My twenty-year friendship with Holly began with a Post-it Note. I had recently started my first post-law school job in Madison, Wisconsin, and Holly was a co-worker. I was struggling with my new boss’s demands, and my lack of experience left me without the courage to voice my frustrations with the situation. I must have worn my emotions on my face, because when I returned from my lunch break one day, on my desk was a bright red gerbera daisy next to a Post-it Note that read “Tomorrow will be better. — Holly”
I kept that Post-It Note on my desk where I could count on it to bring a smile to my face every day. Six years later, when feeling stuck in my Los Angeles life and career, I doodled “I Welcome Change” on a Post-it Note at work. A full decade after that, I unearthed that tattered old “I Welcome Change” Post-it Note from the back of a junk drawer, and duct taped it to the dashboard of Princess Leia the Prius to serve as a guiding beacon of hope as Yoda and I spent the next five months driving around the country searching for change and seeking shama.
Last year many of my friends joined me in a month-long “I Welcome Change Post-it Note Challenge,” where we created a Post-it Note mantra welcoming a particular change into our lives. By seeing daily reminders of our Post-it Note mantras stuck in places where we were bound to see them on a regular basis, we found we started making choices and taking steps to help manifest those changes.
Suffice it to say, Post-it Notes have a very special place in my heart. As does my friend Holly. She recently told me that her daughter left her a Post-it Note on her desk that said “I love you.” She remembered the I Welcome Change Post-it Note Challenge, and she began to wondering what changes might occur in people’s lives if their friends would send them messages of love and appreciation on Post-it Notes. So she wrote one for me and mailed it off. It reads “I love and appreciate you for your honesty and openness.” I welled up with tears when I read it, because it arrived on a day when I really needed to hear those words. It now has a prominent place on my desk, much like the Post-it Note she left me years ago with the gerbera daisy.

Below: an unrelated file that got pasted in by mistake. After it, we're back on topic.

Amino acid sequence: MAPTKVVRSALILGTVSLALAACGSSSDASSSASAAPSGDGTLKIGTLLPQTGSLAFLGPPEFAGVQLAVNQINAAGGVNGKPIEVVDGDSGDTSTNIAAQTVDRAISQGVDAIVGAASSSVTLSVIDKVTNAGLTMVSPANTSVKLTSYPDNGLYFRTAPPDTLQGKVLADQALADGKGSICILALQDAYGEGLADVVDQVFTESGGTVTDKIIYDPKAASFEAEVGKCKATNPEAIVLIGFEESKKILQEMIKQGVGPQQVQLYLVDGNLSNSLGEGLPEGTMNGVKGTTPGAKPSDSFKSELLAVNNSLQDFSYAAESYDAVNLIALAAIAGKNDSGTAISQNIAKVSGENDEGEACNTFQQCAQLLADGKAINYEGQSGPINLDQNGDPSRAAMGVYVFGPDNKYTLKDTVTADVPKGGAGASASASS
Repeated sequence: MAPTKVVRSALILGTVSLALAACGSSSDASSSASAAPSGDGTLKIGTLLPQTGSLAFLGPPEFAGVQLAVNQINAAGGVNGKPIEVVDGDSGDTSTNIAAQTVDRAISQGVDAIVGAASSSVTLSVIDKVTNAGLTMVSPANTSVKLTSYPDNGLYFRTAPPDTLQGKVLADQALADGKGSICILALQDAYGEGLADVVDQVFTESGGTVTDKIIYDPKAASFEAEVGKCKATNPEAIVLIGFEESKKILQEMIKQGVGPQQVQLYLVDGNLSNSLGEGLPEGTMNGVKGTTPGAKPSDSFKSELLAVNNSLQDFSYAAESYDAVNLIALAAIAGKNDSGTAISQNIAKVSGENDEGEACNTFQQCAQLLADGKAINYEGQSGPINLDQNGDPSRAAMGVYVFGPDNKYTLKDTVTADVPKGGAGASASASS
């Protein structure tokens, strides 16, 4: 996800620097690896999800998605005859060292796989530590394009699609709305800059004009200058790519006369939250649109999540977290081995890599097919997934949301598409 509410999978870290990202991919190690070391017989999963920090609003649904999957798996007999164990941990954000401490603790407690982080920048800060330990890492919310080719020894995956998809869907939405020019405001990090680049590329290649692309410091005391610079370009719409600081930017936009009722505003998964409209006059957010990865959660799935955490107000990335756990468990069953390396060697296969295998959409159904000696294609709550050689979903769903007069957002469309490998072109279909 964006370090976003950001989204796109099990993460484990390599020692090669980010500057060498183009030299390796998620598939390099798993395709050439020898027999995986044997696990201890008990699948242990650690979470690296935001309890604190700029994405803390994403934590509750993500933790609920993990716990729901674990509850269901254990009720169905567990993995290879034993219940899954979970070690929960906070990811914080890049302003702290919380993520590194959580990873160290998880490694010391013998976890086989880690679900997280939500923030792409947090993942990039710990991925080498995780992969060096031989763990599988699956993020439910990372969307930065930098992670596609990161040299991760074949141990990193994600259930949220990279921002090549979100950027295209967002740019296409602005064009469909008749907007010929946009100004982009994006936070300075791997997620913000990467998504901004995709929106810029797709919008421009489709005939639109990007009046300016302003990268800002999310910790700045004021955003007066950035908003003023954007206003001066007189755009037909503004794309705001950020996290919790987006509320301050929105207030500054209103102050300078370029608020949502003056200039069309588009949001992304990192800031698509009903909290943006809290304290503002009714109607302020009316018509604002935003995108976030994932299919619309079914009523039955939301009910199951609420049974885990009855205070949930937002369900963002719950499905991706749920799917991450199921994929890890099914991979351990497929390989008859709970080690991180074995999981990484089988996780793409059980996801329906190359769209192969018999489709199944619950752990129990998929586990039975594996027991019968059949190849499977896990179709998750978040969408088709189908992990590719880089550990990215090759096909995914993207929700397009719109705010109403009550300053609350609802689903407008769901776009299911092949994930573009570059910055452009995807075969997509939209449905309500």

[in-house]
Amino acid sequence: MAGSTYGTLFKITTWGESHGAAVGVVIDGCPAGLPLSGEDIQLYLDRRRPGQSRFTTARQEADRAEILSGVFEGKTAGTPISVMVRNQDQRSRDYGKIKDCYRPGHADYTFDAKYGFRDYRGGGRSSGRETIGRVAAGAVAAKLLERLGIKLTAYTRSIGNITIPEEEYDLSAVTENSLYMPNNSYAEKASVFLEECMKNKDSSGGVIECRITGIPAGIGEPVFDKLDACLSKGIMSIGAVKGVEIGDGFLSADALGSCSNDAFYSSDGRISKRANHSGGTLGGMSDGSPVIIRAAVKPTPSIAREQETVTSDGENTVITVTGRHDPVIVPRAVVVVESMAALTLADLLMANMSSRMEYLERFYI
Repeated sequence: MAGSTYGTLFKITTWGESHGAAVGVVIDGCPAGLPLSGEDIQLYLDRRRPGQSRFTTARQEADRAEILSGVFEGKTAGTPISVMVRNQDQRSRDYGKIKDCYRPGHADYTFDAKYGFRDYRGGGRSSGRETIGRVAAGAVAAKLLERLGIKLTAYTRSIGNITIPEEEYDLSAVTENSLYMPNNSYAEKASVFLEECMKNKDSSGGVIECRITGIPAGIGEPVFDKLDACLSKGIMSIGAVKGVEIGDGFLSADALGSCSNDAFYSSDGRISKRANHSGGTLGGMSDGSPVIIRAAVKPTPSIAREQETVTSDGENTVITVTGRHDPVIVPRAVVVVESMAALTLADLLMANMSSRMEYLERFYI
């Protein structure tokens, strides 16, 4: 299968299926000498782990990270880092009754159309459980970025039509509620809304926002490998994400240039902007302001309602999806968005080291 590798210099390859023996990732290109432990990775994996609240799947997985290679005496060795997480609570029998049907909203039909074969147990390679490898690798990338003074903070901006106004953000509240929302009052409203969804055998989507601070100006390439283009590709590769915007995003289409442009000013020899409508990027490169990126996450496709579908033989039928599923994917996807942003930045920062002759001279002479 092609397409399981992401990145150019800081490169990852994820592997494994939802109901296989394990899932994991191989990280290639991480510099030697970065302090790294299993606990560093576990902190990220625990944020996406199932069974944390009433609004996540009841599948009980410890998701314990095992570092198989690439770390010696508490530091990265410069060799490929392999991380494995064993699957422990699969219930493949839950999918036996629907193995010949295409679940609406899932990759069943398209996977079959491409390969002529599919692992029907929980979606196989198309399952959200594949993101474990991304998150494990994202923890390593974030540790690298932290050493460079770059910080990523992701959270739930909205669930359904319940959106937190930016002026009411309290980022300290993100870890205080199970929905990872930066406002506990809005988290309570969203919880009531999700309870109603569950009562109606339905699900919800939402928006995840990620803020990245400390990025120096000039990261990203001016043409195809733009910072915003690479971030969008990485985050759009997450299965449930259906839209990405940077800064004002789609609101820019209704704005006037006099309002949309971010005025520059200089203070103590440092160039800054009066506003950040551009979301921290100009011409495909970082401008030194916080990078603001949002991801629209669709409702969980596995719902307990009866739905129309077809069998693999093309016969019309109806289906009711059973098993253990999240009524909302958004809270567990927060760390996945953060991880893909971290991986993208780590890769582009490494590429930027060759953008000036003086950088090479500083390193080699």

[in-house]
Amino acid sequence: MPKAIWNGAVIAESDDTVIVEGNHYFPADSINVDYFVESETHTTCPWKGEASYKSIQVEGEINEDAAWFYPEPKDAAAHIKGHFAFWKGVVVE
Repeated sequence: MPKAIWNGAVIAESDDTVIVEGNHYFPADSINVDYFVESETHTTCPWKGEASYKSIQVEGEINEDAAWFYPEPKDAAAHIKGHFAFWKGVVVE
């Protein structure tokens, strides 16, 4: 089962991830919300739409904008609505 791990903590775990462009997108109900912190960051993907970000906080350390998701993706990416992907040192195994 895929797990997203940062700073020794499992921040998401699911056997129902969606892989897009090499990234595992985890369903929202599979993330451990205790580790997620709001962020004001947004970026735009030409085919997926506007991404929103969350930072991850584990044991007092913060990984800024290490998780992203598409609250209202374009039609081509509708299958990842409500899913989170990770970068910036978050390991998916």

A couple days ago I wrote some Post-it Notes myself, telling a few select people what I love and appreciate about them. As I walked back from putting them in the mailbox, I wondered if these people would feel as good about themselves as I did when I opened Holly’s Post-it Note to me. But even more than the thought that I might be making someone else’s day better, I realized I had improved my own. Days later, I’m still happy about sending off those Post-it Notes. That’s because I realize the power of telling friends and loved ones how I feel about them. It makes me happy, it improves my day, and it makes me love myself just a little bit more. It’s like a release of bottled up tension that allows a surge of positive energy to fill the vacant space.
You should try it too, another Post-it Note challenge of sorts. Write a Post-it Note telling someone what you love and appreciate about them and see what changes come about. You just may make someone a little bit happier, and that person could very well be you.